This Bridge, Like Poetry, Is Vertigo

In a time of dearth bring forth number, weight, & measure.--William Blake

Describing the wind that drives it, cloud
rides between earth and space. Cloud
shields earth from sun-scorch. Cloud
bursts to cure earth's thirst.      Cloud
--airy, wet, photogenic--
is a bridge or go-between;
it does as it is done by.
It condenses. It evaporates.
It draws seas up, rains down.
I do love the drift of clouds.
Cloud-love is irresistible,
untypical, uninfinite.
 

Deep above the linear city this morning
the cloud's soft bulk is almost unmoving.
The winds it rides are thin;
it makes them visible.
As sun hits it or if sun
quits us it's blown away
or rains itself or snows itself away.
It is indefinite:

This dawns on me: no cloud is measurable.
Make mine cloud.
Make mind cloud.

The clarity of cloud is in its edgelessness,
its each instant of edge involving
in formal invention, always
at liberty, at it, incessantly altering.

A lucky watcher will catch it
as it makes big moves:
up the line of sight it lifts
until it conjugates or
           dissipates,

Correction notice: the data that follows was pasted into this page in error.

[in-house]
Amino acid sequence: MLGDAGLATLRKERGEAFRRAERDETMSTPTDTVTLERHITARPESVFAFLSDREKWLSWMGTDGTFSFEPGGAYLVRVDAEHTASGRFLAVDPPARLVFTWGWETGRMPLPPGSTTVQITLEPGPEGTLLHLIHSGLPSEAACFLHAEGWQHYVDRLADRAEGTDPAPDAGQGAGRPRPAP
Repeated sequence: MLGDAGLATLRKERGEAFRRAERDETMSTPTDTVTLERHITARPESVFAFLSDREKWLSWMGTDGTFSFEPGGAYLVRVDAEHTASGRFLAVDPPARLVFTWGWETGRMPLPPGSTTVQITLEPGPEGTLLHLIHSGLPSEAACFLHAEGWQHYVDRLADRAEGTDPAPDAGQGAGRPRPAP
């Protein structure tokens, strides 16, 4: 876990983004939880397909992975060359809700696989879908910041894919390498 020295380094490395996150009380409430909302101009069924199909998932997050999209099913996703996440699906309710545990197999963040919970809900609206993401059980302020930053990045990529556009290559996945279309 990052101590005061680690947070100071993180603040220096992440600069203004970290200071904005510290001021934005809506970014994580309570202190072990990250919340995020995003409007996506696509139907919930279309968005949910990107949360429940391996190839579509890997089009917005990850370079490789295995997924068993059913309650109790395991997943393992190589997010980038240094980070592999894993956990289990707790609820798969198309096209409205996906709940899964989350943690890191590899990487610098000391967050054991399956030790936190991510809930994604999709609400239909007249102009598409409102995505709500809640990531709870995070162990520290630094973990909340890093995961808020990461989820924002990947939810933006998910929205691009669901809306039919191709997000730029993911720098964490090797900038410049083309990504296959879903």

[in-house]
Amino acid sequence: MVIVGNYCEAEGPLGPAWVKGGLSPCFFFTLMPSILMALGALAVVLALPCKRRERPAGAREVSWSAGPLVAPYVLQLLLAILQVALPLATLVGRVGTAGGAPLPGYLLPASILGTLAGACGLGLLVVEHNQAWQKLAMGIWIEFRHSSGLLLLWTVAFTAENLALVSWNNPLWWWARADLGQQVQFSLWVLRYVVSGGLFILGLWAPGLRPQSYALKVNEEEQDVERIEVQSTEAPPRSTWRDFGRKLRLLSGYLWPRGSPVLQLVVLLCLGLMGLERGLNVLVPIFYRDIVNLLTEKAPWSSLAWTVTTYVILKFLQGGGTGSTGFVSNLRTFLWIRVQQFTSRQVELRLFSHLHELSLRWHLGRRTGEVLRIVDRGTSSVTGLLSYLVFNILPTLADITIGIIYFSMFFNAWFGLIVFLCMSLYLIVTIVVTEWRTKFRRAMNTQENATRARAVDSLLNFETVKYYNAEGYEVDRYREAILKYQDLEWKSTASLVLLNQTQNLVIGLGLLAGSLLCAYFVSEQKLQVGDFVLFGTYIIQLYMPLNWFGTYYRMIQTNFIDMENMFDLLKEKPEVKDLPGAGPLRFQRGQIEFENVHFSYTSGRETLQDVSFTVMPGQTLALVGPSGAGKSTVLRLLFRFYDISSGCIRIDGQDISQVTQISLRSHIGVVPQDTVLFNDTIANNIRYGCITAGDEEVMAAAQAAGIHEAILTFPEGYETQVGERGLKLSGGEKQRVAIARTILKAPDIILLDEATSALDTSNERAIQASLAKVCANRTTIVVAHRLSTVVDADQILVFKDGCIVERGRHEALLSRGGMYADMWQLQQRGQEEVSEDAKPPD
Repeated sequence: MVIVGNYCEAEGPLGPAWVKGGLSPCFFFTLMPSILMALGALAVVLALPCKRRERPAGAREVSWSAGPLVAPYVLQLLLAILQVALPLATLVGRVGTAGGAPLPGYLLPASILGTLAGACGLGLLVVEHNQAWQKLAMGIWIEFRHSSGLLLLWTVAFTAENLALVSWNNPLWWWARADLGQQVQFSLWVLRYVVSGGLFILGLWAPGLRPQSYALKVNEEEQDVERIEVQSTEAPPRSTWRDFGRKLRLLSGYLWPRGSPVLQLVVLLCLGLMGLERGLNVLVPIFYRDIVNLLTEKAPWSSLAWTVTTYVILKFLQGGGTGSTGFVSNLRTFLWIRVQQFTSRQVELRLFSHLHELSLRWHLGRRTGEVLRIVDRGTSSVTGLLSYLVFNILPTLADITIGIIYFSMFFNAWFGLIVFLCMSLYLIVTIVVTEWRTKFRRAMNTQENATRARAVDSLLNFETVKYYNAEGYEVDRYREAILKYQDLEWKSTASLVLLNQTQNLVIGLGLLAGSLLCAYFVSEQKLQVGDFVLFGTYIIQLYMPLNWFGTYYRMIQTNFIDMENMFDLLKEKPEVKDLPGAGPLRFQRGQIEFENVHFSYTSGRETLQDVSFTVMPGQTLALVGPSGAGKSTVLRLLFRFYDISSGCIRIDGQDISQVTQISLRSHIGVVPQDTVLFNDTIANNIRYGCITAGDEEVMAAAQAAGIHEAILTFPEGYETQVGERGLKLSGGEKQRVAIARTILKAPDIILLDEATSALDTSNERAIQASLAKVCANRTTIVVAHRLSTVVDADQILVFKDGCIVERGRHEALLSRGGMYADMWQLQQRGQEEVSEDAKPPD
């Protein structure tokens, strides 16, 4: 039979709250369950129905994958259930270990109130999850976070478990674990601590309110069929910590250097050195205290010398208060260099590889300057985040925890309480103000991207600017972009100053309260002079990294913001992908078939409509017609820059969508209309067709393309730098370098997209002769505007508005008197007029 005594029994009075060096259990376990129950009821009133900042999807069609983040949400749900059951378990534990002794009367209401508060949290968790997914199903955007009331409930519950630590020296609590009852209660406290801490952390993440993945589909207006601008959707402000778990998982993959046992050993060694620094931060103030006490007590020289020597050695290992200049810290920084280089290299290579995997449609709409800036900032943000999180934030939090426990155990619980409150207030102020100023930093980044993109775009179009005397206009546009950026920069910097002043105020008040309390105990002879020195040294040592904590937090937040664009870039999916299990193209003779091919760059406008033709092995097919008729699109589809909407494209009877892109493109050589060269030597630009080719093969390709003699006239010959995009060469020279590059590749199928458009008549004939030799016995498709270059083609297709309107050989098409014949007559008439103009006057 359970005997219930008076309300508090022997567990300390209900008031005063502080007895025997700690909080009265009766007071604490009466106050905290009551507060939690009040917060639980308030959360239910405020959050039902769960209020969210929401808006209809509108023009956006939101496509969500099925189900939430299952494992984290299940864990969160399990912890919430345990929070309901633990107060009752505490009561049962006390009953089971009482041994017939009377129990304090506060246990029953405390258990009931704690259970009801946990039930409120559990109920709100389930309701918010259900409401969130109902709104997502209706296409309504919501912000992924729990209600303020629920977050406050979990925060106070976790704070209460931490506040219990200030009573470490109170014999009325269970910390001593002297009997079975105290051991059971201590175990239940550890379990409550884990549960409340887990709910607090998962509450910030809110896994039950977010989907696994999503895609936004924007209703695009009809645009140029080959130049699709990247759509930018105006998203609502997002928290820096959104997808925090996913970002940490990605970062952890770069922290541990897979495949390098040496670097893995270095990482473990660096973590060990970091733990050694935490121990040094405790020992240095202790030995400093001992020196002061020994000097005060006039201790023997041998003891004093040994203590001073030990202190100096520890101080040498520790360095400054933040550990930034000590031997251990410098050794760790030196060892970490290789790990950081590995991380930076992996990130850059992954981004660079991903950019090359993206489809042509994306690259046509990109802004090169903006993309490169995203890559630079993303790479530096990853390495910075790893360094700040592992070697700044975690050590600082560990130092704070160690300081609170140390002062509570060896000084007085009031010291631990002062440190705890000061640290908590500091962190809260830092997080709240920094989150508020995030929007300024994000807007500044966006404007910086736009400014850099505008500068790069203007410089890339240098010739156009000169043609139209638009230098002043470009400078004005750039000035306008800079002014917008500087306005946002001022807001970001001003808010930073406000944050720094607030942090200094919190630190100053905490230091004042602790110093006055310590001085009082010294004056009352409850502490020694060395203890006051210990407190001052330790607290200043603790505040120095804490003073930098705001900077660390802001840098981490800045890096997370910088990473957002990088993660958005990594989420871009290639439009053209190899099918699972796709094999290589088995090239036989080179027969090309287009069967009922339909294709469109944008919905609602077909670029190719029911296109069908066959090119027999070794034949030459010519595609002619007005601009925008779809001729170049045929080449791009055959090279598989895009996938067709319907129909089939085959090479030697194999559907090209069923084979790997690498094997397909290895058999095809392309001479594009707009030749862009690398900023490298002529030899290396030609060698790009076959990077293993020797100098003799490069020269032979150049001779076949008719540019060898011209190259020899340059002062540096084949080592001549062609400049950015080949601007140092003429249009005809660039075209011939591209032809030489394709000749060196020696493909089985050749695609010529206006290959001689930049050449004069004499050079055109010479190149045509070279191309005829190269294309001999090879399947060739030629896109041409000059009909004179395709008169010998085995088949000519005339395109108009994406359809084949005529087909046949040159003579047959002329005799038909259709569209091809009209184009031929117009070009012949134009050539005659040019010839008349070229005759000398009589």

its unidentical being    intact
though it admits flyers.
It lets in wings. It lets them go.
It lets them.
It embraces mountains & spires built
to be steadfast; as it goes on
it lets go of them.
                 It is not willing.
                  It is not unwilling.

Late at night when my outdoors is
indoors, I picture clouds again:
                   Come to mind, cloud.
                   Come to cloud, mind.

Published in the 2005-02-11 issue: 
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Marie Ponsot recently received the Aiken Taylor Award in Modern American Poetry, given annually by Sewanee Review. In 2013, she was awarded the Ruth Lilly Prize for lifetime achievement by the Poetry Foundation. Her Collected Poems was published in August by Knopf.

Also by this author
Poem | Air Waves

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